China’s Newest Property Boom Explained In Pictures

China’s contracted sales of residential properties grew by 20% and 23% year-on-year in January and February 2016, respectively, as a result of strong demand from tier one and some tier two cities fueled by credit easing, lower down-payments and tax cuts.


Forty-seven out of the 70 major cities reported new-home price increases in February 2016, led by Shenzhen and Shanghai, where prices were up 4% and 3% month-on-month, respectively.



Gross floor area (GFA) that was sold exceeded the GFA that was started, although new-home construction showed signs of bottoming out.


Chinese property developers’ onshore bond issuance rose almost five-fold year-on-year, in contrast to shrinking offshore issuance.


The major drivers behind the property market boom include the Ministry of Finance’s announcement on February 19 that the deed tax will be cut from 3% to 1.5% for first homes greater in size than 140 square meters, and to 1% to 2% for second homes, except in tier one cities.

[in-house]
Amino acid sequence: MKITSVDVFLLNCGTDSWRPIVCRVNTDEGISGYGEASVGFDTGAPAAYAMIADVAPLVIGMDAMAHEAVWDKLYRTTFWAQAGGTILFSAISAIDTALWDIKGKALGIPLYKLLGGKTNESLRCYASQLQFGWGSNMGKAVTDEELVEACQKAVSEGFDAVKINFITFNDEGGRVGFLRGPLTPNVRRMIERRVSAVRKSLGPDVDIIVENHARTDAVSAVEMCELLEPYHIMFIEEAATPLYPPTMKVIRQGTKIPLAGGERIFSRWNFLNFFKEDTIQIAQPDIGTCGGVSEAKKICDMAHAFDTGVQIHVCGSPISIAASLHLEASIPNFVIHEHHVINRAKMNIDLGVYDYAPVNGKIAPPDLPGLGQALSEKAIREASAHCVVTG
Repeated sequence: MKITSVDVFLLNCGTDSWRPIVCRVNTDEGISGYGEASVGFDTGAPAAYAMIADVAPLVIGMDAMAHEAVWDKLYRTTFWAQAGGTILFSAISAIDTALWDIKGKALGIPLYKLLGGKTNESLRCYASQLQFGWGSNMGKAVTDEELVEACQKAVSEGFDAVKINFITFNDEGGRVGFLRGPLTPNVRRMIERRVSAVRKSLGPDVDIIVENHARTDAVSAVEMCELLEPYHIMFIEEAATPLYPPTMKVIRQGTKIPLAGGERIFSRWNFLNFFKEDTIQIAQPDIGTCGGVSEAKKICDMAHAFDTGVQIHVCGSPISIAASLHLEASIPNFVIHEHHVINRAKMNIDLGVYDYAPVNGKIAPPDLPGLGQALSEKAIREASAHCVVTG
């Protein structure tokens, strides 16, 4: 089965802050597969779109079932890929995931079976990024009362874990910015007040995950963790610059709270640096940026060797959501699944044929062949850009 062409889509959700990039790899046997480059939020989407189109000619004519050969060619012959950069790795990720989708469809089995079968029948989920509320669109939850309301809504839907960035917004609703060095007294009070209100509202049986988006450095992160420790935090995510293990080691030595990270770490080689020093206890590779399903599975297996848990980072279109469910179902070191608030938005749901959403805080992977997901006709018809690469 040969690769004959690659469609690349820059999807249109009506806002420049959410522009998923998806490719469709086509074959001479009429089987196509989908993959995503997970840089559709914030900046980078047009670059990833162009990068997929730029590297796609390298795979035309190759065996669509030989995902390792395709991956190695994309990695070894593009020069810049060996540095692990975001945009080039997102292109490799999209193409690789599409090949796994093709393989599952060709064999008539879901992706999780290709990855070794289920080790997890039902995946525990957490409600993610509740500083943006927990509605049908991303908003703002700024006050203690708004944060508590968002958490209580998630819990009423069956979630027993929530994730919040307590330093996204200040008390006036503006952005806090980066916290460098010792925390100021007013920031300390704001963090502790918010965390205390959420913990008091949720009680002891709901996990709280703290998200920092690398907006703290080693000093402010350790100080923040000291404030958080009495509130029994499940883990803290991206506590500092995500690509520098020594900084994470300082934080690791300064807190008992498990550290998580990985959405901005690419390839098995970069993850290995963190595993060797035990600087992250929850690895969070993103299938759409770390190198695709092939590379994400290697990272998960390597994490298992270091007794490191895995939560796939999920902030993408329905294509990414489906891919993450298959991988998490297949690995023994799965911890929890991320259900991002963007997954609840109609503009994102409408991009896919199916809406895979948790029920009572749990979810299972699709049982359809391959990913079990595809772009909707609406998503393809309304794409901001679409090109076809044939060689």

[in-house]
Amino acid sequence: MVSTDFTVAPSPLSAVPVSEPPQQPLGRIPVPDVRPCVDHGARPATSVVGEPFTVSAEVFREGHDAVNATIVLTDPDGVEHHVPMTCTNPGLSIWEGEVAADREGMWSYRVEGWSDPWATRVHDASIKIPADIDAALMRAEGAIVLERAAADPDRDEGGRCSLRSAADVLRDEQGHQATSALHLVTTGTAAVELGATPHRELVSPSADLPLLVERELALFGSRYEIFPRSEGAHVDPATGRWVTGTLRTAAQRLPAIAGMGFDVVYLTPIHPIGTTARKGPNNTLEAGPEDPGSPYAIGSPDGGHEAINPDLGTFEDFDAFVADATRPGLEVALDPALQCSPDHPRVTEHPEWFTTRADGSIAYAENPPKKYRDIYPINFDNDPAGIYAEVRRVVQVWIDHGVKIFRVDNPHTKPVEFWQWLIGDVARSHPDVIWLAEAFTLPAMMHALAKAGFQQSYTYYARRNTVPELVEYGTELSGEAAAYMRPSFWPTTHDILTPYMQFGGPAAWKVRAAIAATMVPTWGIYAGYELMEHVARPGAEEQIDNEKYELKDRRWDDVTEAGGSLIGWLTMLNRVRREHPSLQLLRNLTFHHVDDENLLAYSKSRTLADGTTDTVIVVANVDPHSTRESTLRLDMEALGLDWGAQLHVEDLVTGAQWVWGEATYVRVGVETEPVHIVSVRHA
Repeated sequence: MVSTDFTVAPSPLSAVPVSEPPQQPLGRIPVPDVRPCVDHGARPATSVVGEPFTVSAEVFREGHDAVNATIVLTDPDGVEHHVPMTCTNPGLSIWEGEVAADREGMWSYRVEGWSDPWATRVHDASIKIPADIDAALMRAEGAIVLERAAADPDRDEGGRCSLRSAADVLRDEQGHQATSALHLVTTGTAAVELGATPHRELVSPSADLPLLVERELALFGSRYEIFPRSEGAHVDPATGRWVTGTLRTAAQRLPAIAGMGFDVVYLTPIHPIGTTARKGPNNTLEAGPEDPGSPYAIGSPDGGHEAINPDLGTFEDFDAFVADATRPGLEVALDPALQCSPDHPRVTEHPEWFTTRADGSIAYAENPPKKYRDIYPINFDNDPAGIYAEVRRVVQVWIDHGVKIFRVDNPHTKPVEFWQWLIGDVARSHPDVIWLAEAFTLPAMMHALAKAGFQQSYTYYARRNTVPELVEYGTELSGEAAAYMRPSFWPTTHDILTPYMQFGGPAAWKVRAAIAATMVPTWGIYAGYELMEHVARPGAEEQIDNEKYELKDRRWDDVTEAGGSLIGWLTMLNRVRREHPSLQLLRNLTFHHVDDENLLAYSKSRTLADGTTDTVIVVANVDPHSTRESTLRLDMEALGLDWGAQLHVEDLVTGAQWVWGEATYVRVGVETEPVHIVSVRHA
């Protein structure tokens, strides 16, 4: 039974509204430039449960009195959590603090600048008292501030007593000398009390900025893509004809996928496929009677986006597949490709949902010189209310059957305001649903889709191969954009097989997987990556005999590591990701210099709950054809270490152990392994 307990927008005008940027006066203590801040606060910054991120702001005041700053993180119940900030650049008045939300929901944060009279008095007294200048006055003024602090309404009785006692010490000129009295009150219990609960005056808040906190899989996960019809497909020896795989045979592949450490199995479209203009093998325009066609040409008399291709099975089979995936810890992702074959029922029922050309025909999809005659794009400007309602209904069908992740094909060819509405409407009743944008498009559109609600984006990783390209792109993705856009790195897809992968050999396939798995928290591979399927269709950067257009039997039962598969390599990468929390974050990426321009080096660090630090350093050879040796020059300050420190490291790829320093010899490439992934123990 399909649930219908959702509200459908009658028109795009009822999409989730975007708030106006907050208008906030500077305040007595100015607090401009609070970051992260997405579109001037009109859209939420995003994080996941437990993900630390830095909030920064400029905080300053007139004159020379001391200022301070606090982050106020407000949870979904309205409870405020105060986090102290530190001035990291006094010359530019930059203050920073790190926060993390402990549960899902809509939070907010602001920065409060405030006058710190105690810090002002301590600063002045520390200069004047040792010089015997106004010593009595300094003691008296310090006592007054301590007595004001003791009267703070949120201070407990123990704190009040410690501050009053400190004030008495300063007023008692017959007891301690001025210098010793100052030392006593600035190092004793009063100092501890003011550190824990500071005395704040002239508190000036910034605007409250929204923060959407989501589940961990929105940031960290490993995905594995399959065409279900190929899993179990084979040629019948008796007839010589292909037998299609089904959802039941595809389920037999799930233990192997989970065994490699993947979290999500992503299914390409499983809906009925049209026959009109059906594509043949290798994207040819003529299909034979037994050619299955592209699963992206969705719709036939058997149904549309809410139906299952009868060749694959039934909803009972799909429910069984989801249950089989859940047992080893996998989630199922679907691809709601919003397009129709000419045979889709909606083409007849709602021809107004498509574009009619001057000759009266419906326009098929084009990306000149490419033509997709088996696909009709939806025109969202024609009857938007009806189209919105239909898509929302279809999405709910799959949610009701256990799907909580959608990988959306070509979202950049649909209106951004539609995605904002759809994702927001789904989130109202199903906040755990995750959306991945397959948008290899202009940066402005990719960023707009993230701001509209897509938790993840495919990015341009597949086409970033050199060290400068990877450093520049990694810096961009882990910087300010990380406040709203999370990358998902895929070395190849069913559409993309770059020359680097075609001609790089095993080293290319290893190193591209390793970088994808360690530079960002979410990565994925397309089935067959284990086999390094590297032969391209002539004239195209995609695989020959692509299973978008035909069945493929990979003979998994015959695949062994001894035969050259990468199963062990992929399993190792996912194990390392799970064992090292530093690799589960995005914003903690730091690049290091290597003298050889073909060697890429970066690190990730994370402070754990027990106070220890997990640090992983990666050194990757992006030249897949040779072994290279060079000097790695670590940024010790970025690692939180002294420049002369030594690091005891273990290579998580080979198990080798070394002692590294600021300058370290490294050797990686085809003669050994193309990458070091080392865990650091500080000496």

Business tax will be exempted for properties sold after two years of purchase in areas other than tier one cities.

The People’s Bank of China said on February 2that banks can cut the minimum mortgage down-payment to 20% from 25% for first-time buyers in areas without home-purchase restrictions, which also excludes first tier cities.

(Credit: all charts are from Fitch Ratings.)

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